Working with the idea of wetland avifauna, I returned to the Southern Wildlife Preserve. The tide was much lower than before, and there were fewer animals apparent in the basin. I planned to take a walk along the paved bike path toward the ocean in hopes of seeing a wider variety of birds than in my previous visit. Additionally, I switched my support system from the tripod to the monopod to see if it could be of any use for future hikes.
I was first greeted by the same crustacean-catching yellow-crowned night-heron. After mild success photographing it last time, I moved on down the river. In the middle of the basin floor and far out of reach sat terns, squawking amongst each other while cormorants perched quietly above on a transmission line. I waited there to see if any movement in the vicinity would yield and opportunity to take any of these birds, but it really was a slow morning. Not too far up the path, I saw the breakfast-eating peregrine falcon atop the transmission tower. It was difficult to distinguish what exactly the meal entailed, but I figured it might have been a pigeon.
The low tide meant that shore crabs risked creeping further from the rocky banks to feed on the water's edge. Birds of all sorts subsequently took brisk walks along the banks to pick up the now obvious meals. A small willet, camouflaged with speckled feathers, calmly sifted through the kelp scraps washed in from the ocean in an effort to choose proper sized bites.
I noticed in retrospect that this outing had a relatively unfavorable walking to photographing ratio. Most of the birds were out of range or hidden in really tall trees making it difficult to obtain decent pictures. On top of that, identifying the birds in the glaring and gloomy sky soon became bothersome. Looking across the river, I photographed birds in flight, but the images yielded a bleak background of the gloomy sky, freeway, or rocky banks. It became clear that my efforts would best be centered on birds already on my side of the bank.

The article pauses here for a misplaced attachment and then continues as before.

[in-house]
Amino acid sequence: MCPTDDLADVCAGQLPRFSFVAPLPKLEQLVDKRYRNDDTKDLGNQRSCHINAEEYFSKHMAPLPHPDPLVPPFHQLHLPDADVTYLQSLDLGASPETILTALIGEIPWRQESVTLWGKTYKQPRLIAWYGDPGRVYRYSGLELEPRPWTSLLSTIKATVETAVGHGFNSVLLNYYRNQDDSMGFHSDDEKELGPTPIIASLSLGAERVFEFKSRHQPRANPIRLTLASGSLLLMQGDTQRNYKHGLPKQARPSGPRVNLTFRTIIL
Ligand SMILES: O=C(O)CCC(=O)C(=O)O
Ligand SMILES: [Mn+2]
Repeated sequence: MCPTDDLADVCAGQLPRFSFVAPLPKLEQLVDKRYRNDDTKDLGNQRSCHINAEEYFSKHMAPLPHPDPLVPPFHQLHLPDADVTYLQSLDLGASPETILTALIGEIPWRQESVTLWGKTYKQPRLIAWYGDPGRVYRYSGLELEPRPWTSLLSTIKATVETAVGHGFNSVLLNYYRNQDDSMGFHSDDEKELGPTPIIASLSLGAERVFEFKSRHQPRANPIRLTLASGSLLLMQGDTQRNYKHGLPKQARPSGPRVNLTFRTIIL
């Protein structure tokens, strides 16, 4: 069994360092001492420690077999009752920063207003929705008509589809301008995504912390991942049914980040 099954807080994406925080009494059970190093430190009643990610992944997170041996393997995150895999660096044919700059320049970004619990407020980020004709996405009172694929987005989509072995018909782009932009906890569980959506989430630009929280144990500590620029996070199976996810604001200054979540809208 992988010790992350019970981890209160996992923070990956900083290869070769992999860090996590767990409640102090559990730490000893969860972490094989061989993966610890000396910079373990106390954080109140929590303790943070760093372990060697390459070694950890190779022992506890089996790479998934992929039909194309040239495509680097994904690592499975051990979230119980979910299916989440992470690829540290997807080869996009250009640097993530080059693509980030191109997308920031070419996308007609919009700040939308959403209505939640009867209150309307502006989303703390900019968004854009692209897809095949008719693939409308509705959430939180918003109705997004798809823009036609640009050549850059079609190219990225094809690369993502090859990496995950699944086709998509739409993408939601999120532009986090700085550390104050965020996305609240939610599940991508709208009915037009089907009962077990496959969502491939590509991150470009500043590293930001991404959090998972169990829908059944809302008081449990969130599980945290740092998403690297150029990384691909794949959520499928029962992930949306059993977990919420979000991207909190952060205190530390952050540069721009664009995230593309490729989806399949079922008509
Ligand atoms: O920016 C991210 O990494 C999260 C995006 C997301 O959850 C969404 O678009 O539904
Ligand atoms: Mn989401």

Further up the bank motionlessly stood a great blue heron. Alike the previous two fishers, it too was looking for shore crabs along the banks. It later flew out to the middle of the basin demonstrating how shallow the water really was.
At the end of the river was Dog Beach, inhabited by humans and dogs, and common seabirds. I turned back and spent some time watching the night-heron preening its scruffy plumage before leaving. The trip was mildly interesting, but I was bothered by my choice of monopod over tripod. Despite being rated for over seventeen pounds, it was unable to stabilize a load of under ten pounds, making me weary of its dependability in the field.